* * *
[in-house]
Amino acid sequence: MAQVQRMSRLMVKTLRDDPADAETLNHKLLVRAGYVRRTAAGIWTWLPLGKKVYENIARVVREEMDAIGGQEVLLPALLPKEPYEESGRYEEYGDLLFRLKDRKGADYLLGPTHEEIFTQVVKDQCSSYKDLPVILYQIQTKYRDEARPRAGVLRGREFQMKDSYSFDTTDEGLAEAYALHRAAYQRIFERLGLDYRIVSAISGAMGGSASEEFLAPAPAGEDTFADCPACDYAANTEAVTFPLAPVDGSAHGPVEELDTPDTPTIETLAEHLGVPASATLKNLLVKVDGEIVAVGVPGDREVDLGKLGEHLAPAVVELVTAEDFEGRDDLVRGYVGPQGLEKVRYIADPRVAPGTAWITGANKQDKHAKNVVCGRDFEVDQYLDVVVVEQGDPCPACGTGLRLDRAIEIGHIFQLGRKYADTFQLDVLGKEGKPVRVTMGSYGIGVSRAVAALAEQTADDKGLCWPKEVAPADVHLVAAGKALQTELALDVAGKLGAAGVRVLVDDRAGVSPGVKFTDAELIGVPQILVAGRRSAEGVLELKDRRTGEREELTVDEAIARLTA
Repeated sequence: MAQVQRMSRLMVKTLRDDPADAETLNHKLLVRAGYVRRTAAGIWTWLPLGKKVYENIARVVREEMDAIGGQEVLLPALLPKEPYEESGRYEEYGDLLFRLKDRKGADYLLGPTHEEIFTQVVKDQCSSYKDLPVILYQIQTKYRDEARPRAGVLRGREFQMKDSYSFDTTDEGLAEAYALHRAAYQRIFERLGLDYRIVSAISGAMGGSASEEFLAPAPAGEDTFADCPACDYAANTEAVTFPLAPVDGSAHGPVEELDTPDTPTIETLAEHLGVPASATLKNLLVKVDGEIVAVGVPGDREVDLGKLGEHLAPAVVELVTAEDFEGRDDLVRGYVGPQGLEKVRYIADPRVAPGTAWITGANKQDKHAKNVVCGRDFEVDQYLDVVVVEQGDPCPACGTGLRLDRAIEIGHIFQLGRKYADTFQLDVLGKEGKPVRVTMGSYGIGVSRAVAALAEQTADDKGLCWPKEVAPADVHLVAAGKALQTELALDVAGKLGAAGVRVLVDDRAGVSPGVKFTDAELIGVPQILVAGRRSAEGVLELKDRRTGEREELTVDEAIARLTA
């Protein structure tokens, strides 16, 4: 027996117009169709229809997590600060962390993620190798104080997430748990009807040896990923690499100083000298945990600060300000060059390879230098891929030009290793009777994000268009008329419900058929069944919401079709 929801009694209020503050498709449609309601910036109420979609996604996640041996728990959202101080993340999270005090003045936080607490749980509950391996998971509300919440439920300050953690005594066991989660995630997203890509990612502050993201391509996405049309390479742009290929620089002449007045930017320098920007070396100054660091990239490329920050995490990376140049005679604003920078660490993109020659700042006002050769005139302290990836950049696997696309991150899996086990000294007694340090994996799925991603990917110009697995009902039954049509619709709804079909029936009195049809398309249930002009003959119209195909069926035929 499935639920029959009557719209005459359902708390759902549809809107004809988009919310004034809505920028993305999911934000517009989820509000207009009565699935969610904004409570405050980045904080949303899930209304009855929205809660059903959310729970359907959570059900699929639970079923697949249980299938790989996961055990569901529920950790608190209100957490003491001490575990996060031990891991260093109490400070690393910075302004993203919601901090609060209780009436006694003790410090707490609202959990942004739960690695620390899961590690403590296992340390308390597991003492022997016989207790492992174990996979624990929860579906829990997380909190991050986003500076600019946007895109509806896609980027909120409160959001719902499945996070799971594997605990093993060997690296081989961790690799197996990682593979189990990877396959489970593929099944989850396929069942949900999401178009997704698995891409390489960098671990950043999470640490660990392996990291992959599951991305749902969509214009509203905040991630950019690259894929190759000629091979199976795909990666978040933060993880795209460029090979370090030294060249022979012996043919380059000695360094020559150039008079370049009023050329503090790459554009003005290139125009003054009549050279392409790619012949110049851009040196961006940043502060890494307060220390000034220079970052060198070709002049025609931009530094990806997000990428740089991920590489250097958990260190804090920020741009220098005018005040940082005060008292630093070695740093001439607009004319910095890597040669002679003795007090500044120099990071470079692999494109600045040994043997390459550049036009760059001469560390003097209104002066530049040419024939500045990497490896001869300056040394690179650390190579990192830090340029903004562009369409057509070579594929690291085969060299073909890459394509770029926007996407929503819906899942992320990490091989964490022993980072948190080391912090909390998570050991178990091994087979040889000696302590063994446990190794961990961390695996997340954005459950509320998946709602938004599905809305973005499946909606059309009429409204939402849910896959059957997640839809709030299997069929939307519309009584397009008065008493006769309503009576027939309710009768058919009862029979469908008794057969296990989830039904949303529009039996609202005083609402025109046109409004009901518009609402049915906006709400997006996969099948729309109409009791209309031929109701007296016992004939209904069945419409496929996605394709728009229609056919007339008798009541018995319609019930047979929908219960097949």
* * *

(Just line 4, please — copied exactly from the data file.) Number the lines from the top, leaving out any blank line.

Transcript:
């Protein structure tokens, strides 16, 4: 027996117009169709229809997590600060962390993620190798104080997430748990009807040896990923690499100083000298945990600060300000060059390879230098891929030009290793009777994000268009008329419900058929069944919401079709 929801009694209020503050498709449609309601910036109420979609996604996640041996728990959202101080993340999270005090003045936080607490749980509950391996998971509300919440439920300050953690005594066991989660995630997203890509990612502050993201391509996405049309390479742009290929620089002449007045930017320098920007070396100054660091990239490329920050995490990376140049005679604003920078660490993109020659700042006002050769005139302290990836950049696997696309991150899996086990000294007694340090994996799925991603990917110009697995009902039954049509619709709804079909029936009195049809398309249930002009003959119209195909069926035929 499935639920029959009557719209005459359902708390759902549809809107004809988009919310004034809505920028993305999911934000517009989820509000207009009565699935969610904004409570405050980045904080949303899930209304009855929205809660059903959310729970359907959570059900699929639970079923697949249980299938790989996961055990569901529920950790608190209100957490003491001490575990996060031990891991260093109490400070690393910075302004993203919601901090609060209780009436006694003790410090707490609202959990942004739960690695620390899961590690403590296992340390308390597991003492022997016989207790492992174990996979624990929860579906829990997380909190991050986003500076600019946007895109509806896609980027909120409160959001719902499945996070799971594997605990093993060997690296081989961790690799197996990682593979189990990877396959489970593929099944989850396929069942949900999401178009997704698995891409390489960098671990950043999470640490660990392996990291992959599951991305749902969509214009509203905040991630950019690259894929190759000629091979199976795909990666978040933060993880795209460029090979370090030294060249022979012996043919380059000695360094020559150039008079370049009023050329503090790459554009003005290139125009003054009549050279392409790619012949110049851009040196961006940043502060890494307060220390000034220079970052060198070709002049025609931009530094990806997000990428740089991920590489250097958990260190804090920020741009220098005018005040940082005060008292630093070695740093001439607009004319910095890597040669002679003795007090500044120099990071470079692999494109600045040994043997390459550049036009760059001469560390003097209104002066530049040419024939500045990497490896001869300056040394690179650390190579990192830090340029903004562009369409057509070579594929690291085969060299073909890459394509770029926007996407929503819906899942992320990490091989964490022993980072948190080391912090909390998570050991178990091994087979040889000696302590063994446990190794961990961390695996997340954005459950509320998946709602938004599905809305973005499946909606059309009429409204939402849910896959059957997640839809709030299997069929939307519309009584397009008065008493006769309503009576027939309710009768058919009862029979469908008794057969296990989830039904949303529009039996609202005083609402025109046109409004009901518009609402049915906006709400997006996969099948729309109409009791209309031929109701007296016992004939209904069945419409496929996605394709728009229609056919007339008798009541018995319609019930047979929908219960097949």